Alain Houle, via authors

When we choose fruit from a grocery store shelf, we use sight, smell, and touch to pick the most appealing selections. We know that a too-firm, unripe pear won’t be as tasty, and to leave behind the over-ripe avocado that yields, mushy, to light pressure. The need to identify ripe fruit may have helped our primate ancestors develop fine motor skills in the first place, suggests a new paper published in Interface Focus, co-authored by SFI Omidyar Fellow alum Justin Yeakel.

Fig species are one of the critical, keystone food sources for some 1,200 vertebrate species in tropical forests around the world. In Kibale National Park, Uganda, figs are a fallback food source for Chimpanzees when more favored fruits are scarce. Figs bear fruit asynchronously, so one fig tree may have fruits on a continuum of ripeness at any given time. For about 27 percent of fig species worldwide, the fruits remain green even as they ripen. When feeding on green fig species, foraging chimpanzees must rely on senses other than sight to select their food.

To select the tastiest green figs — those with high fructose content, the authors’ analysis revealed — chimpanzees use a series of sensory assessments. Before smelling or biting into a green fruit, the chimpanzees used manual palpation, squeezing the fruit between thumb and forefinger, to assess desirability.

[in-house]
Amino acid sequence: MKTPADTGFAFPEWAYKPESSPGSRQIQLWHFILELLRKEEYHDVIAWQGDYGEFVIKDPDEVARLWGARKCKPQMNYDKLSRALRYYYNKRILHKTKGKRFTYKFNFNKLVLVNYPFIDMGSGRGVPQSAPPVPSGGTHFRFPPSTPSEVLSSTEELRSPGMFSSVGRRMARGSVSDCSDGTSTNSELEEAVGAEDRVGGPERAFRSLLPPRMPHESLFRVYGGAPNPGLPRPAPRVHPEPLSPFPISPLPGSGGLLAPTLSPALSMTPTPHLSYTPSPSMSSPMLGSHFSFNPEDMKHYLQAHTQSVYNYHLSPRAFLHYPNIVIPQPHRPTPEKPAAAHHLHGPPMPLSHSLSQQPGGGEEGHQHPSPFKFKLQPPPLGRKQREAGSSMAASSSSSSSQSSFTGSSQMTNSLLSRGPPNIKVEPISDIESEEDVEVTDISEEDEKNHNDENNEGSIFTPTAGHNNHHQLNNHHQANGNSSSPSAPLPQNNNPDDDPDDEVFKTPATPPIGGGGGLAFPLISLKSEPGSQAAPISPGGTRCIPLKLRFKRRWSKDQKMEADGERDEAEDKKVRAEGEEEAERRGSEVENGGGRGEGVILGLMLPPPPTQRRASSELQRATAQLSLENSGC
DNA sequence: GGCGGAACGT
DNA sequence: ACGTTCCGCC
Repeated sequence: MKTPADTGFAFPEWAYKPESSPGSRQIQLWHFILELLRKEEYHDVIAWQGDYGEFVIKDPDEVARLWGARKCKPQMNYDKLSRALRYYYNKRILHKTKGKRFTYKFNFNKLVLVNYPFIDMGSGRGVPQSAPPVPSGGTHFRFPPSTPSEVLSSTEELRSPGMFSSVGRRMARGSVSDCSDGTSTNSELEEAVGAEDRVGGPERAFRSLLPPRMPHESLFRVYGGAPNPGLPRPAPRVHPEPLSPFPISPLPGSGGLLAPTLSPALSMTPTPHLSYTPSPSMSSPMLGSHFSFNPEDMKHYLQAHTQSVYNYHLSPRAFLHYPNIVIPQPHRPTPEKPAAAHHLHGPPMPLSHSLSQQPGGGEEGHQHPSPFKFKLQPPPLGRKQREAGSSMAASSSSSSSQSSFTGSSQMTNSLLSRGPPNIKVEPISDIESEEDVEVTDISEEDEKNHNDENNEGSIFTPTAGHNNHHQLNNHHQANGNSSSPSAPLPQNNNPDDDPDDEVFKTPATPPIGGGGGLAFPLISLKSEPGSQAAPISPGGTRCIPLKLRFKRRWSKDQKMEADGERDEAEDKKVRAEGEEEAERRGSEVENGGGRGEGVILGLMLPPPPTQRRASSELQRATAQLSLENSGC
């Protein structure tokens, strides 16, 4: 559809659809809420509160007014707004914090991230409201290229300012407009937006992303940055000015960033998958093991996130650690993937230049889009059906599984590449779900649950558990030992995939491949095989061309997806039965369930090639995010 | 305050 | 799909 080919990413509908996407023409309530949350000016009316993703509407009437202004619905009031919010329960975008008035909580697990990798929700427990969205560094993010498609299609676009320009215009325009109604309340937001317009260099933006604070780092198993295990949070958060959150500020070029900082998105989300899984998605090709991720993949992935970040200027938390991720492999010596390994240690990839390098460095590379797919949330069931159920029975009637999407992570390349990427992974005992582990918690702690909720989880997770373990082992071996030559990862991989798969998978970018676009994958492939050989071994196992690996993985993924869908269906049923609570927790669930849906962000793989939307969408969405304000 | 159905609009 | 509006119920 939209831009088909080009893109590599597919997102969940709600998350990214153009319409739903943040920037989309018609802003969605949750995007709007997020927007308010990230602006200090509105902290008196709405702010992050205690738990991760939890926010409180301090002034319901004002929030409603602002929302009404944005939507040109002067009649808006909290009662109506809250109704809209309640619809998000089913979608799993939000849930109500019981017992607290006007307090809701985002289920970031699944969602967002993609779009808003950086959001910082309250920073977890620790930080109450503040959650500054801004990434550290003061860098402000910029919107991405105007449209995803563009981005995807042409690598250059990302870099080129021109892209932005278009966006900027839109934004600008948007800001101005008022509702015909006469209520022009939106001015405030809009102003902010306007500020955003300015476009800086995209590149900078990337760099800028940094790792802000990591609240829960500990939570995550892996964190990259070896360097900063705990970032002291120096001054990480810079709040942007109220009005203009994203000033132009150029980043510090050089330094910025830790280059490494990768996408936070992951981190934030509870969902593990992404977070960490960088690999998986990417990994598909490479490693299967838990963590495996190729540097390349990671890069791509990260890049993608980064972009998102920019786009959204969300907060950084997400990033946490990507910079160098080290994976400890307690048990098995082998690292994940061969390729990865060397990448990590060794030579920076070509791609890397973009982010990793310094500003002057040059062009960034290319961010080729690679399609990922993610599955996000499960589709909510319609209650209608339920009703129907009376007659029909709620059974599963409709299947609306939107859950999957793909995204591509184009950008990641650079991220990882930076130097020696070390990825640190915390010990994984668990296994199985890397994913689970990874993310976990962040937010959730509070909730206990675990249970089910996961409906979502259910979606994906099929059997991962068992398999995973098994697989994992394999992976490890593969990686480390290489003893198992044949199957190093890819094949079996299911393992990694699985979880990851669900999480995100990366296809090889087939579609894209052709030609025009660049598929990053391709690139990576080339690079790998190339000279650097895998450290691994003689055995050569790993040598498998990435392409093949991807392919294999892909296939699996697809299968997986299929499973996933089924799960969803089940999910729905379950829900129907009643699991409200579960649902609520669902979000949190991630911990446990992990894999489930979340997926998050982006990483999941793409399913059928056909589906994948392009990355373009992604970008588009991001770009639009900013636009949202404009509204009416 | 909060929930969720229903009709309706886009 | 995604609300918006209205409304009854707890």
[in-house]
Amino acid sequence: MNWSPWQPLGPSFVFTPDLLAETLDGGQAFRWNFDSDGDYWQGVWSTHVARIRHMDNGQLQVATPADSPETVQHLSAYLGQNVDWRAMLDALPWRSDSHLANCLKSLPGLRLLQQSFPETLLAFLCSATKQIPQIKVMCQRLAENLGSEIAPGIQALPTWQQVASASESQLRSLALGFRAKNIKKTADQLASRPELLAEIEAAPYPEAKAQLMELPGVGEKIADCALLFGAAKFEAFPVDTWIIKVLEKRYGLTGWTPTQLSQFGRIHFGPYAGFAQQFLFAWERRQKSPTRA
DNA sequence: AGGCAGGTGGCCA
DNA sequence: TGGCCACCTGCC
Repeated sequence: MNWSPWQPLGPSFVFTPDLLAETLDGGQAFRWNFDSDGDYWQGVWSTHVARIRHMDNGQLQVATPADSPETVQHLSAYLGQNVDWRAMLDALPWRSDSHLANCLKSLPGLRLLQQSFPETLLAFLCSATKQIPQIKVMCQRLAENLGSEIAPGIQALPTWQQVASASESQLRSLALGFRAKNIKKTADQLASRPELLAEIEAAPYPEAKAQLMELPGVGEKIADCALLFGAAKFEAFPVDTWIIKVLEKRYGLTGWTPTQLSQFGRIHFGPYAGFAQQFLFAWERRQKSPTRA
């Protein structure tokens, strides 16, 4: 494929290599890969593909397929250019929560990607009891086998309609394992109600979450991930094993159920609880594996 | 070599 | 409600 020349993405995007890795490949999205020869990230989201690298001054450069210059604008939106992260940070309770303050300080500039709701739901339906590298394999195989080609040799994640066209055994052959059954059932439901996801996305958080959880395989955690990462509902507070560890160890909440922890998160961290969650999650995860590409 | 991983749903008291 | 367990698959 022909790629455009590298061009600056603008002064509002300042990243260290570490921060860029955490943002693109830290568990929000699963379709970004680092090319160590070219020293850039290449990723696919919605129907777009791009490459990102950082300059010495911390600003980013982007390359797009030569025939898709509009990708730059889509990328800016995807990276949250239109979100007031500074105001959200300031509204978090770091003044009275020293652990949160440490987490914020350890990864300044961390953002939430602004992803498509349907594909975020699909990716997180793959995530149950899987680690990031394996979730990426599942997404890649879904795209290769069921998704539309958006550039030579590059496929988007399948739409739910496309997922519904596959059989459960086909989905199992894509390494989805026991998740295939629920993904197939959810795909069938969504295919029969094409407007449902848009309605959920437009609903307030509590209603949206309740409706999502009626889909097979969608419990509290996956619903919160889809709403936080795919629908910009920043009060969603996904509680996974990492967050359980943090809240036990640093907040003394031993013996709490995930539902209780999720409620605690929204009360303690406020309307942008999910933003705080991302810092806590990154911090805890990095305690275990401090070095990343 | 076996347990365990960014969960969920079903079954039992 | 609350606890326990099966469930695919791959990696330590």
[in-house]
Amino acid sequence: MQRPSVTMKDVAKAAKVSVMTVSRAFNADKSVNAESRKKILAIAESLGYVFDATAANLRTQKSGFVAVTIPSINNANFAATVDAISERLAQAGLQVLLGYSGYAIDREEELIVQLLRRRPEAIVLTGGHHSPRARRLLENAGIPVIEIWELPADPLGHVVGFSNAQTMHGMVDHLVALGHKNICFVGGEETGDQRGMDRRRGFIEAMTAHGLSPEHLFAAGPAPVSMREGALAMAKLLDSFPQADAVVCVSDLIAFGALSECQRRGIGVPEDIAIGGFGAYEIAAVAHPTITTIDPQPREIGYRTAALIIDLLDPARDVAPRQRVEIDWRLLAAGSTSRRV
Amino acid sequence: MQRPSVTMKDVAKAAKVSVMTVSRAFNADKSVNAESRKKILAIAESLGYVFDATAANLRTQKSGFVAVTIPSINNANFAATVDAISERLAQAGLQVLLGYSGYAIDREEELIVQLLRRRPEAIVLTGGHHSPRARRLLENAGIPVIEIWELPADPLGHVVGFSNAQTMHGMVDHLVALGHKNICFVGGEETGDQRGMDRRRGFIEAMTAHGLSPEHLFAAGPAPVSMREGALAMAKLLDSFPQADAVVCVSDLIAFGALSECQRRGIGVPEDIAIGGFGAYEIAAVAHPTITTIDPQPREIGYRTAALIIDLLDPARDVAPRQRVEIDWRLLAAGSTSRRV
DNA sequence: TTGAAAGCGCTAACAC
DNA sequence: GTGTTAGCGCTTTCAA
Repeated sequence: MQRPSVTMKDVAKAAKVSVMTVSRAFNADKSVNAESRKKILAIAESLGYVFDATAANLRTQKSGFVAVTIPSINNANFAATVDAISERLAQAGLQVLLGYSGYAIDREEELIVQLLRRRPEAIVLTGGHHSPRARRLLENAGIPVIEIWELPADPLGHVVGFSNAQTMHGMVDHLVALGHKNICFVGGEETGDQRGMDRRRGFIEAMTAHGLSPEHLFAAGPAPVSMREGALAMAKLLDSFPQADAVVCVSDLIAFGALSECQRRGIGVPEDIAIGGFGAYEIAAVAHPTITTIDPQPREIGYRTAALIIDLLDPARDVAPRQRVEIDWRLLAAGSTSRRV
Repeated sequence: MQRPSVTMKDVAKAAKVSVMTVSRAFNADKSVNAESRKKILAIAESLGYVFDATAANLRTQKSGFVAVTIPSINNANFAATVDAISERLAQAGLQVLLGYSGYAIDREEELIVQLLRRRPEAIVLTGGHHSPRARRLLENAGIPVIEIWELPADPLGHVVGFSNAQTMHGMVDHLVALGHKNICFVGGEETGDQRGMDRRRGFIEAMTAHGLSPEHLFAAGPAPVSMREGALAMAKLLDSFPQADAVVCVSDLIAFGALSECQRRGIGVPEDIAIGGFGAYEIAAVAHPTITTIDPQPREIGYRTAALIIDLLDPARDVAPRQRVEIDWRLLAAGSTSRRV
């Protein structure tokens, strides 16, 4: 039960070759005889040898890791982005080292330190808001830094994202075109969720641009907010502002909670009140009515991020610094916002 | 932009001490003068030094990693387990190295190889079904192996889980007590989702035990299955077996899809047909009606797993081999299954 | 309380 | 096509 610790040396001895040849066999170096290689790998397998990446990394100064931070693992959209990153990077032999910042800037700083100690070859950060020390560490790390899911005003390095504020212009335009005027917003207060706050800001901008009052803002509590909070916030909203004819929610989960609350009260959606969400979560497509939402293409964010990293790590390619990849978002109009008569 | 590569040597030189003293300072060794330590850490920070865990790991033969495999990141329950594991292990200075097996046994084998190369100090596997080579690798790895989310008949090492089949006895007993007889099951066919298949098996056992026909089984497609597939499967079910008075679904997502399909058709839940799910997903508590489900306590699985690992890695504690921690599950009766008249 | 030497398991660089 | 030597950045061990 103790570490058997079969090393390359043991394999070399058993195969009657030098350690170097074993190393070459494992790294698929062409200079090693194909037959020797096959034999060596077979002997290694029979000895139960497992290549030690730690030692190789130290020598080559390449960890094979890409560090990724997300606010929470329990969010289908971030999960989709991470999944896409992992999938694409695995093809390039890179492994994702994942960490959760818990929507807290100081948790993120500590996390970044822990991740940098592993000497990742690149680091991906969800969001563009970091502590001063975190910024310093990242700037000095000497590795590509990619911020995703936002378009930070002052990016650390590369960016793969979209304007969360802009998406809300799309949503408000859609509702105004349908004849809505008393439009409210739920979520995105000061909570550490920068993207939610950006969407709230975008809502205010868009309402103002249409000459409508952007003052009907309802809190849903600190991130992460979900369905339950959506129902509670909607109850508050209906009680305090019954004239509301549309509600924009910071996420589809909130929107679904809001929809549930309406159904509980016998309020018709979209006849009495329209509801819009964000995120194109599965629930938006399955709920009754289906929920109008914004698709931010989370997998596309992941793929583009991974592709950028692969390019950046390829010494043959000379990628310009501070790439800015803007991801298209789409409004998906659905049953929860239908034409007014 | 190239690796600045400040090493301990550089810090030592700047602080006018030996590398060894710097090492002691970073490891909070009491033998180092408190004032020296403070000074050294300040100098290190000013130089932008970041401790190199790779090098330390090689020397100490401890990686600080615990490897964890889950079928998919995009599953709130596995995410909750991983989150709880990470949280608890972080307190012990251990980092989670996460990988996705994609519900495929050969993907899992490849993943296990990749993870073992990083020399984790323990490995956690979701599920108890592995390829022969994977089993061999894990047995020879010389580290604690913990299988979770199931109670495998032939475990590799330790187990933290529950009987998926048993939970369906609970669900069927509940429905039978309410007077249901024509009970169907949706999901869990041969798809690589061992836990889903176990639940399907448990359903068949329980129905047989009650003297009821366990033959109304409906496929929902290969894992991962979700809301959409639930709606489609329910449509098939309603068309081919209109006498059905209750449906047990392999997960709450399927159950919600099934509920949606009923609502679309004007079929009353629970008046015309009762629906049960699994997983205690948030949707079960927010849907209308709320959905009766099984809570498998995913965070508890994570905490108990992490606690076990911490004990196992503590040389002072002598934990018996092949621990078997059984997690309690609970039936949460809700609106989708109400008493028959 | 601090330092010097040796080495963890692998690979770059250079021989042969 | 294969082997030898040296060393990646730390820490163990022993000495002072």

“The deliberate and methodical nature of the behavior is conspicuous to human observers in part because it is so familiar,” write the authors. Palpation is a quick way to determine ripeness — and thus caloric value — of fruit and may have put evolutionary selective pressure on our early ancestors to develop fine motor skills.

Were hands the first “tools” that primates used? It’s tempting to take that view, write the authors: “The advantage of this outlook is that it offers a fresh perspective on the evolution of skilled forelimb movements. Tool use is perhaps best viewed as the exaptation of a hand that was itself a tool for evaluating cryptic foods.”

Read the paper in the Royal Society's Interface Focus (April 22, 2016)

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